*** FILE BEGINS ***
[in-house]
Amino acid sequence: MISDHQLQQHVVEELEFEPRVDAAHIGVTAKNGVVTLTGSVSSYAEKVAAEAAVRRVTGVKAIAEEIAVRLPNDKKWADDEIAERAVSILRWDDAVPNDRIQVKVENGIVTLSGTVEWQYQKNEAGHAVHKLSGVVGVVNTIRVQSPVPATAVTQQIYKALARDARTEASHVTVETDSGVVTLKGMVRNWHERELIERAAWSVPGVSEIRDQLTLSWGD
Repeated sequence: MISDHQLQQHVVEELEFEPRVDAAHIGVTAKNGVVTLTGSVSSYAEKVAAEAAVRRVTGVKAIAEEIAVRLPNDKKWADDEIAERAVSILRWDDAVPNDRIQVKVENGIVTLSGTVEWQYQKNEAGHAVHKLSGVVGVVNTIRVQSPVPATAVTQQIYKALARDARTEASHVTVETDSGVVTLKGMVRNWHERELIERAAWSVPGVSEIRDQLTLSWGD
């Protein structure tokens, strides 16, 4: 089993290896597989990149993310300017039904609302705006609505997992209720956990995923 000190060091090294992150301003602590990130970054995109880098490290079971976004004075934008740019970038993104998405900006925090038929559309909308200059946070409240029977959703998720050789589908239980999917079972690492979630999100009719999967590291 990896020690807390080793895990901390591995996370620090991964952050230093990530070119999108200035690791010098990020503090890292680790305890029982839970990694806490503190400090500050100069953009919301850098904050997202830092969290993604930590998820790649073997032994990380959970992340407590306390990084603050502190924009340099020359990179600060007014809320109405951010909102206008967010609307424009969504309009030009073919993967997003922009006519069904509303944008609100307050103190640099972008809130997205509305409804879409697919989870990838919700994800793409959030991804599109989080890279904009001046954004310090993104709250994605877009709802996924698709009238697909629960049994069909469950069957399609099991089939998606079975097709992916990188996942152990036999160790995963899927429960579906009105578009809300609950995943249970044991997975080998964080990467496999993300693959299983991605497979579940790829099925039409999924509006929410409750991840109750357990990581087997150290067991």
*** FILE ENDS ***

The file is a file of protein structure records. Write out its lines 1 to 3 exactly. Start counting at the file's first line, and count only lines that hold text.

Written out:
[in-house]
Amino acid sequence: MISDHQLQQHVVEELEFEPRVDAAHIGVTAKNGVVTLTGSVSSYAEKVAAEAAVRRVTGVKAIAEEIAVRLPNDKKWADDEIAERAVSILRWDDAVPNDRIQVKVENGIVTLSGTVEWQYQKNEAGHAVHKLSGVVGVVNTIRVQSPVPATAVTQQIYKALARDARTEASHVTVETDSGVVTLKGMVRNWHERELIERAAWSVPGVSEIRDQLTLSWGD
Repeated sequence: MISDHQLQQHVVEELEFEPRVDAAHIGVTAKNGVVTLTGSVSSYAEKVAAEAAVRRVTGVKAIAEEIAVRLPNDKKWADDEIAERAVSILRWDDAVPNDRIQVKVENGIVTLSGTVEWQYQKNEAGHAVHKLSGVVGVVNTIRVQSPVPATAVTQQIYKALARDARTEASHVTVETDSGVVTLKGMVRNWHERELIERAAWSVPGVSEIRDQLTLSWGD